After Matz trade, unorthodox pitching staff has Toronto poised for success
The Buffalo Toronto Blue Jays struck another deal on January 27th, adding left-handed pitcher Steven Matz from the New York Mets in exchange for young right-handed pitchers Sean Reid-Foley, Yennsy Diaz and Josh Winckowski:
For the Mets, the trade was obvious. Matz struggled mightily in 2020, posting a 9.68 ERA (7.76 FIP) and allowing 14 home runs in his 30.2 innings. He’s owed $5.2M in his last year of arbitration, and that’s money Cohen and company would prefer to direct elsewhere. Plus, they snagged a few much-needed depth arms for their troubles.
What about the Blue Jays? Clearly, after adding George Springer, Marcus Semien and Kirby Yates through free agency, their next focus would be the rotation. But Matz is something of a curious fit, especially after they already signed a pair of high-variance free agent arms in Tyler Chatwood and Robbie Ray.
Their rotation certainly looks top-heavy. Hyun Jin Ryu, coming off an excellent 2020 season and still owed $60M over the next three years, is the clear staff ace. Barring further injury, top prospect Nate Pearson should slot right behind him.
After those two, the Blue Jays have a fascinating mix of track record, risk and upside. But perhaps most importantly, almost every arm on the roster is more than capable of pitching multiple innings.
In fact, of the 21 pitchers on the 40-man roster, a whopping 15 have started at least five games combined between the majors and minors in 2019 and 2020. Additionally, Shun Yamaguchi started four games for NPB’s Yomiuri Giants in 2019, while Jordan Romano and Elvis Luciano each were used as starters in the minors in 2018.
That leaves only three pure relievers on the entire 40-man roster – Yates, Rafael Dolis and Ty Tice. Plus, each of their non-veteran depth arms has options remaining. The Blue Jays have an insane level of flexibility with their pitching staff, even if the back end of their rotation isn’t entirely ironed out.
And that back end might not even be as suspect as it looks on paper. Given that Toronto just went out of its way to acquire both, it’s safe to assume Matz and Ray have an inside track to rotation spots. Chatwood will likely be used as a swingman, though he and midseason trade acquisition Ross Stripling could claim starting roles with strong spring performances. Tanner Roark will also be given another chance to justify the two-year, $24M contract the team handed him last spring.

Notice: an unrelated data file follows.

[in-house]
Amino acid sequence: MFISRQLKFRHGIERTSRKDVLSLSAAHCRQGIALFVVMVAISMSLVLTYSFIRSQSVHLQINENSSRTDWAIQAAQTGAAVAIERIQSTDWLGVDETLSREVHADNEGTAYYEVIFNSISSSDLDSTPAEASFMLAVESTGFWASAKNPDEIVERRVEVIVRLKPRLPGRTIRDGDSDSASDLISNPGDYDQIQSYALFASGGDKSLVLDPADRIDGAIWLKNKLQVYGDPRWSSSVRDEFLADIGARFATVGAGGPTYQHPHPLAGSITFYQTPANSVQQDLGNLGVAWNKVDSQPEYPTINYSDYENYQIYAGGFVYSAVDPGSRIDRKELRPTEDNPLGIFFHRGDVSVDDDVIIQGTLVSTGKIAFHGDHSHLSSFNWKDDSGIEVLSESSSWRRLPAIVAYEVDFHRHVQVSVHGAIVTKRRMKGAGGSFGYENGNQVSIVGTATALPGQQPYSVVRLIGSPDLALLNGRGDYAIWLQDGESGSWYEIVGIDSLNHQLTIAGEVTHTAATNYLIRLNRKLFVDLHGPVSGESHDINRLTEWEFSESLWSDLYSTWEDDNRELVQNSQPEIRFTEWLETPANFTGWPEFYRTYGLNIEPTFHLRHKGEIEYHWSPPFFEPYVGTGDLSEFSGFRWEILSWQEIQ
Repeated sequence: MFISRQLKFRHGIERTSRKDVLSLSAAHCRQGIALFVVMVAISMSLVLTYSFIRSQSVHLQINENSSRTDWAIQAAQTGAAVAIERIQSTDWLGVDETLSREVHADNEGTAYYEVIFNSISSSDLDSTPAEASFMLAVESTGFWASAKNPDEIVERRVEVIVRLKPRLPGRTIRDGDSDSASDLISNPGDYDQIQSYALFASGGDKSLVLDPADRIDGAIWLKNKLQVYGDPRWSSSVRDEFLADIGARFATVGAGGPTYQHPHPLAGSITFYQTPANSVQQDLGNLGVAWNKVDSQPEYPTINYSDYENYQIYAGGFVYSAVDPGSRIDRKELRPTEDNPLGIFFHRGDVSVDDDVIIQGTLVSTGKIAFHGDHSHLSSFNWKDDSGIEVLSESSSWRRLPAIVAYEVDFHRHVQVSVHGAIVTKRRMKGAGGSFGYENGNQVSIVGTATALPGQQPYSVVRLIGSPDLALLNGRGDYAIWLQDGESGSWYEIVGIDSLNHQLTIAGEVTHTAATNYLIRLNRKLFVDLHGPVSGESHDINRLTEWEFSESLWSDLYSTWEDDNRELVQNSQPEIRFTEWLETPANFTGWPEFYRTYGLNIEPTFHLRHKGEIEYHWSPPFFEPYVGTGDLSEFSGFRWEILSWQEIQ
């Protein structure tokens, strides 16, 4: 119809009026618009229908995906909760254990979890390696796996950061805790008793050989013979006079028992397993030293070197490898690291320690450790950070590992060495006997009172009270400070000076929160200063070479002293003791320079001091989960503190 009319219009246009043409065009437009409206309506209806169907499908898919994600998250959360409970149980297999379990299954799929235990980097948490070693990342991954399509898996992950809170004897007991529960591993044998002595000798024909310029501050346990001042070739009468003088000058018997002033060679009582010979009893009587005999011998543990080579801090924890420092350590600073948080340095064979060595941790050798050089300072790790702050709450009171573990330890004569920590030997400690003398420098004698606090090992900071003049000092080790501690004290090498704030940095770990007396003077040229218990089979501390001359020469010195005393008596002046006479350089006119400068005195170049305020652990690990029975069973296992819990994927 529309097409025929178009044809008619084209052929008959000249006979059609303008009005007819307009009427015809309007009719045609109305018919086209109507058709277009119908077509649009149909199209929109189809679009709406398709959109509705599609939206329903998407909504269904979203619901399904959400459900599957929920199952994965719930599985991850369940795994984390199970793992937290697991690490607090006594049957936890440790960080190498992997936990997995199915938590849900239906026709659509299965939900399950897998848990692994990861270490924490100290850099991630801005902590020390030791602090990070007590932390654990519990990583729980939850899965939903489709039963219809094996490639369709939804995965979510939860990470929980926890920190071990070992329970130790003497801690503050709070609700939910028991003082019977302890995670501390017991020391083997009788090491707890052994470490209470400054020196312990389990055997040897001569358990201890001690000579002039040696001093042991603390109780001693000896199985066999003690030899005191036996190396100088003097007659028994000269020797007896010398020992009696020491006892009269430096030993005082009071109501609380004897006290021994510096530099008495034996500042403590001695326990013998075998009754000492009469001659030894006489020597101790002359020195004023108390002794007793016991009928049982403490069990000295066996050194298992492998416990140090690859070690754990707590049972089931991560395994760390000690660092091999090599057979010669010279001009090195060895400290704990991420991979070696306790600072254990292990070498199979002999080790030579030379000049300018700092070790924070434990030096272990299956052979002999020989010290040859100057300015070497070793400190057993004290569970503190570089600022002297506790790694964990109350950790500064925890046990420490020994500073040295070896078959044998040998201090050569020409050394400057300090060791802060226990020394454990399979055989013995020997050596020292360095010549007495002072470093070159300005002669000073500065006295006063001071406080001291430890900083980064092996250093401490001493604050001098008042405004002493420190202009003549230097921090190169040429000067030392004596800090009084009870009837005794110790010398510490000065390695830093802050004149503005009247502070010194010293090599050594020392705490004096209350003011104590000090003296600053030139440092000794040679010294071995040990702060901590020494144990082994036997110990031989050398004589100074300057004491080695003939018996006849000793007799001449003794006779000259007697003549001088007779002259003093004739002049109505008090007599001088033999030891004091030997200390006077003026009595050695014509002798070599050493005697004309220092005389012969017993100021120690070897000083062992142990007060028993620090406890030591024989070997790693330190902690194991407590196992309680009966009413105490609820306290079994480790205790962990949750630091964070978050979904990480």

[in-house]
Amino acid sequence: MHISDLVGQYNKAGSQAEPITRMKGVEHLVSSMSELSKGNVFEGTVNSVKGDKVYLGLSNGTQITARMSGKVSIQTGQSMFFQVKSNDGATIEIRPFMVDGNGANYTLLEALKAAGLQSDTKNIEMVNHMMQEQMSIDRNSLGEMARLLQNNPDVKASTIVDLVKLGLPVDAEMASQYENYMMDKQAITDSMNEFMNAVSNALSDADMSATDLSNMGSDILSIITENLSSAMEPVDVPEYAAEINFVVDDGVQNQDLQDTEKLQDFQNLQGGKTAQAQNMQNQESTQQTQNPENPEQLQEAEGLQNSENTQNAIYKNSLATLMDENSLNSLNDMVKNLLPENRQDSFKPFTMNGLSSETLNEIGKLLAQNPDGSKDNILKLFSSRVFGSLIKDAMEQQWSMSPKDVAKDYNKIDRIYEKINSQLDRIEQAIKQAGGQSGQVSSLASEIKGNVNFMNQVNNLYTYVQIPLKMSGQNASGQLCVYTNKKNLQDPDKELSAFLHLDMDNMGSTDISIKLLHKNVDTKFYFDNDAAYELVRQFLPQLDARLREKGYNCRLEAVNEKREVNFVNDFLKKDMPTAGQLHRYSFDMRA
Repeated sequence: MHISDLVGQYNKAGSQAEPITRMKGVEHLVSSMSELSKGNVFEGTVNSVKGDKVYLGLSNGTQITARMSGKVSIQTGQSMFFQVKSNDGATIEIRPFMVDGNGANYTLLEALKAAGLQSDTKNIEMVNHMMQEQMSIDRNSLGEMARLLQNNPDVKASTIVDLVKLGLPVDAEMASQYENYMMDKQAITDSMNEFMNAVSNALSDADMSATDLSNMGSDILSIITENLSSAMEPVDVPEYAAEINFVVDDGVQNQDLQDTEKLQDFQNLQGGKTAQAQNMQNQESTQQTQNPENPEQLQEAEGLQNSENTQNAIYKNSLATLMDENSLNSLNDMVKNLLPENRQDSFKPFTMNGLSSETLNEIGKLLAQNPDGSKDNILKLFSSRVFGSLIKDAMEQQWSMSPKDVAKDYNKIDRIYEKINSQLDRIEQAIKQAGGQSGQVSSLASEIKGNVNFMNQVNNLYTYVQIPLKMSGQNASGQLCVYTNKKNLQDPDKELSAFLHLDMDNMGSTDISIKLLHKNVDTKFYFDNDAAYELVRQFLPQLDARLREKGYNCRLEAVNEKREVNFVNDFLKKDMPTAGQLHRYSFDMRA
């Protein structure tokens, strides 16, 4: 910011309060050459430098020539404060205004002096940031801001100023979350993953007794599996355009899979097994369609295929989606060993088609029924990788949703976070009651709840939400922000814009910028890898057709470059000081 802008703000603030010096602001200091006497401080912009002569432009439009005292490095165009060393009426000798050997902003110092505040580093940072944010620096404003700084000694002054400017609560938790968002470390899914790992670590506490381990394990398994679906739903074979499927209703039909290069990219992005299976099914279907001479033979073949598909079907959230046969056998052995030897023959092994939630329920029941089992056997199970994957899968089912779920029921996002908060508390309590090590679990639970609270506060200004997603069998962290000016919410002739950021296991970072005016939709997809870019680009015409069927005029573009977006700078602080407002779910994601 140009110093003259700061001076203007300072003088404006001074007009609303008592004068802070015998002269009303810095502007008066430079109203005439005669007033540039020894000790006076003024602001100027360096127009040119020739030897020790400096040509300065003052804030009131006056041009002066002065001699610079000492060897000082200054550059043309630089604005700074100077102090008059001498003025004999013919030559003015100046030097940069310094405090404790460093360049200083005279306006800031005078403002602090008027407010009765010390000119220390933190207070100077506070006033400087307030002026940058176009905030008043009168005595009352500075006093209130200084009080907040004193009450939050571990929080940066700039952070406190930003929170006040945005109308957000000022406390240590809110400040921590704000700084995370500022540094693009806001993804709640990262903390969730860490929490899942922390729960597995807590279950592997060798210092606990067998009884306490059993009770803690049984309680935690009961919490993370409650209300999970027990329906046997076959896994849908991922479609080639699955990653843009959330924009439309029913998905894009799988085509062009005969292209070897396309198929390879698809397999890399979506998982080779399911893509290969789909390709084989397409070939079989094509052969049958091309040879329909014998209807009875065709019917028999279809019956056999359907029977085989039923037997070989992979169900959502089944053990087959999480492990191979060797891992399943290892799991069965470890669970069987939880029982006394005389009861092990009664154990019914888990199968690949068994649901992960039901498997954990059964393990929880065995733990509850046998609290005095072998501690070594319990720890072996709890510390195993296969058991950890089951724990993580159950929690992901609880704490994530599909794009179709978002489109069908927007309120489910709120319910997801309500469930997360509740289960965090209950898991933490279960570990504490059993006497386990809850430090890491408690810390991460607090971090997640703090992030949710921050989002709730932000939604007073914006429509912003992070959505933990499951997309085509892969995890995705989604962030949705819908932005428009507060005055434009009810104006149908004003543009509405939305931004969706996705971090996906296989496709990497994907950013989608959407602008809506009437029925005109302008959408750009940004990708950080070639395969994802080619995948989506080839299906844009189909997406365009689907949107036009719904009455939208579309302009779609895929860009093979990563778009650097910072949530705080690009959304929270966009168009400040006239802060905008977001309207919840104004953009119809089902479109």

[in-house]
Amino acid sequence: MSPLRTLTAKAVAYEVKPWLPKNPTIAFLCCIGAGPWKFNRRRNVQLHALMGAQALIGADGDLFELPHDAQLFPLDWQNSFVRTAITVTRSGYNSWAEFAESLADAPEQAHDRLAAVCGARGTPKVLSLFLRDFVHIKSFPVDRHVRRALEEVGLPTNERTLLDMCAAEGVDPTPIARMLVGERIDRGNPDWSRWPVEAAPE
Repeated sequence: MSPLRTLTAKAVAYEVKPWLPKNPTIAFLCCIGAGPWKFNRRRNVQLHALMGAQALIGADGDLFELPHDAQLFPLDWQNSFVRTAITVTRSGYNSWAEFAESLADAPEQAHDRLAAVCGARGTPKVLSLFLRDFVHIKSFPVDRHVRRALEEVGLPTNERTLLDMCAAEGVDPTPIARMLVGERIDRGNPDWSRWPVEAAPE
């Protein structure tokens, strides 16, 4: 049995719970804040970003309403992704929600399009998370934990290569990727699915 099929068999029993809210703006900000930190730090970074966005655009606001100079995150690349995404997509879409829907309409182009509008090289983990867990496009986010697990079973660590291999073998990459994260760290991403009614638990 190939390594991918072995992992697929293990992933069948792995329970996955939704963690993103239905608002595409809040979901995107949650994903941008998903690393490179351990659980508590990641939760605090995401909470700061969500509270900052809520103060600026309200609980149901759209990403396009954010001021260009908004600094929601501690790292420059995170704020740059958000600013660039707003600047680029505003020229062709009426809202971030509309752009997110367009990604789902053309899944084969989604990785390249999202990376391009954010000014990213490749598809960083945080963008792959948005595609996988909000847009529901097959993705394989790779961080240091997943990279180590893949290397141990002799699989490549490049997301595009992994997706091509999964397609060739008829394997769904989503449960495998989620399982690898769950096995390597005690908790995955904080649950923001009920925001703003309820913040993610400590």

Those five were flat-out awful in 2020, combining for a 6.82 ERA. But there’s legitimate reason to believe in rebounds from each of them.
This very clearly isn’t just five washed-up veterans deep into their decline phases. At 34, Roark’s best days are likely behind him, but Stripling and Chatwood are 31, while Ray and Matz are still just 29. They’ve passed their peaks, but should still have productive days ahead of them.
Further, each of the five was useful as recently as 2019:
All were roughly two-win pitchers, except for Chatwood, who made only five starts but was an above average long reliever. FanGraphs Depth Charts projects the bunch for 6.7 fWAR total in 2021, a massive turnaround from their 2020 sum of -1.5. But Toronto isn’t just blindly hoping for a return to form from these veterans. Each shows some level of additional promise as well.
Ray has struggled with command his entire career, and he made a mechanical change heading into 2020 to try and address the issue. That change resulted in the worst season of his career, walking a batter per inning before the Diamondbacks traded him to Toronto in exchange for minor league reliever Travis Bergen. His trade value had plummeted from $23.4M in the spring to $9.0M at the start of the shortened season to just $2.3M at the deadline.